Top 6 Most Dangerous Medication Abbreviations Now Banned in Hospitals
Medication errors in the hospital are a major cause of preventable suffering and death. I wanted to share with you the top 6 handwriting errors of doctors in the hospital that have been banned in to prevent these errors.
First some background:Â You may recall the landmark Institute of Medicine (IOM) study that found medication errors injure 1.5 million people and cost billions of dollars annually.Â Their report found â€œthe extra medical costs of treating drug-related injuries occurring in hospitals alone conservatively amount to $3.5 billion a year, and this estimate does not take into account lost wages andÂ productivity or additional health care costs.â€Â The press release of the report and summary is here and the enormous full report can be searched and read here.Â
Every hospital I go to has implemented warning sheets (some in bright yellow with red stop signs on them) of the â€œTop 6 Forbidden Medication Ordersâ€Â These are abbreviations so often misread or mistranscribed that they have been banned in the hospital!Â (not the drug or the order but the abbreviations have been banned!).Â You all know how awful doctor’s handwriting is!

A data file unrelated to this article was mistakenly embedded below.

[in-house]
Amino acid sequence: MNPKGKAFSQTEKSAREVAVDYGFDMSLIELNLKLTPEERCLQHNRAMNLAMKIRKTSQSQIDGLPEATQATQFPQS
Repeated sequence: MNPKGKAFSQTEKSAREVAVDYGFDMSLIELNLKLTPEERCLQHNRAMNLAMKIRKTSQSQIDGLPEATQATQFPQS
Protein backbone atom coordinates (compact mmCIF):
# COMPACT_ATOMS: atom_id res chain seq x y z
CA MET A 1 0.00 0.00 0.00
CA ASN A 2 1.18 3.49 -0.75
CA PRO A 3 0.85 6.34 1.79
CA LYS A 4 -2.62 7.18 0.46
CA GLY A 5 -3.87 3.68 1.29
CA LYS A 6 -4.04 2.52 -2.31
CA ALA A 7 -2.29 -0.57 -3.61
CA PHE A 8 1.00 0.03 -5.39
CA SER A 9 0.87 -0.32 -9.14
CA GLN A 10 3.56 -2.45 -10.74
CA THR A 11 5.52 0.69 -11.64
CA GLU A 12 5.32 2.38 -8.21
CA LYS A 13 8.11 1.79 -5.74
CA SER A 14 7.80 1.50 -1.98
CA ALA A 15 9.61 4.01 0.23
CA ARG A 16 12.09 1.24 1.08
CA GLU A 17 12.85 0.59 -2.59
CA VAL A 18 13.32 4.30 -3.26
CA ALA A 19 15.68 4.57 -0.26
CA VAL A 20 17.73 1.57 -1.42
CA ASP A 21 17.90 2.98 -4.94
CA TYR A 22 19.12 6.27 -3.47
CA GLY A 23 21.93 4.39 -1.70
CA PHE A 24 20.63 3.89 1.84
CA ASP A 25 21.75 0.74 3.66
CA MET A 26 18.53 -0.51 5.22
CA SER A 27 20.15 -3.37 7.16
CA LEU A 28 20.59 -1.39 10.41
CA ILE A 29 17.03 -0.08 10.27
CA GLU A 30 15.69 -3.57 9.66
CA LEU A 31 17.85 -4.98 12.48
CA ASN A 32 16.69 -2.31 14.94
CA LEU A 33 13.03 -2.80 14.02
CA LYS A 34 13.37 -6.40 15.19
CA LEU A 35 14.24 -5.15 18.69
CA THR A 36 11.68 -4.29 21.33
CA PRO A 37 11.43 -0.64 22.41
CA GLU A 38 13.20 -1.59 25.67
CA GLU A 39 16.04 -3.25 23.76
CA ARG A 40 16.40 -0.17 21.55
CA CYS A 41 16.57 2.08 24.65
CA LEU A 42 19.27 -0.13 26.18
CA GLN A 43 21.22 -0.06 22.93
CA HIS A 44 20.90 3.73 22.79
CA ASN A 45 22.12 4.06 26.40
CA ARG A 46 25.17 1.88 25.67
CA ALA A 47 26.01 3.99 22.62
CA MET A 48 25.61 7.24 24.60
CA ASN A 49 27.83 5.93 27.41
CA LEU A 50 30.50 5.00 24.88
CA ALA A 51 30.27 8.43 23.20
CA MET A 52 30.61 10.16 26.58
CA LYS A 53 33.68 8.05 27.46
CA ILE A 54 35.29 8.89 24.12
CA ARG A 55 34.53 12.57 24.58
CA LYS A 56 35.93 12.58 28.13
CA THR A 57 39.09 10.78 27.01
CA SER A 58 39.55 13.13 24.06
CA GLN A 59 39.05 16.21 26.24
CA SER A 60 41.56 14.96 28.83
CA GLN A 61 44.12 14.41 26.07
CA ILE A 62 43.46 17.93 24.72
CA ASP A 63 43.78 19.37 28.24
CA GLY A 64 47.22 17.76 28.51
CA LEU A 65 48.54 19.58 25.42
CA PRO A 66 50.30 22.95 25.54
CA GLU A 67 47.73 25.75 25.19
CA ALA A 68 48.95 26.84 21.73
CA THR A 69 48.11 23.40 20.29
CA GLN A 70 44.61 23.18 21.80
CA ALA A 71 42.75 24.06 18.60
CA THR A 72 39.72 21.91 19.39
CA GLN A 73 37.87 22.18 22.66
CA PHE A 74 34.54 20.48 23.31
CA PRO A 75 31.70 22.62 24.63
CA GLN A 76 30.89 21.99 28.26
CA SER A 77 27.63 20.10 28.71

- U for units with heparin insulin and pitocin can be misread as zero or ccâ€™s causing dangerous overdoses
- IU for nternational units can be mistaken for IV (intravenous) or 10 (ten)
- q.d. means once a day in latin but can be mistaken for qid or qod (four times a day or every other day) if the period is written above the line
- .1 must be written as 0.1 else 10 fold dose errors can occur
- 1.0 should never be written â€“ the decimal can be missed and a 10 fold dose error occur
- morphine and magnesium can be mixed up with lethal consequences- the use of MS, MSo4, or MgSO4 have been banned
a fun view of how bad the handsriting is can be read here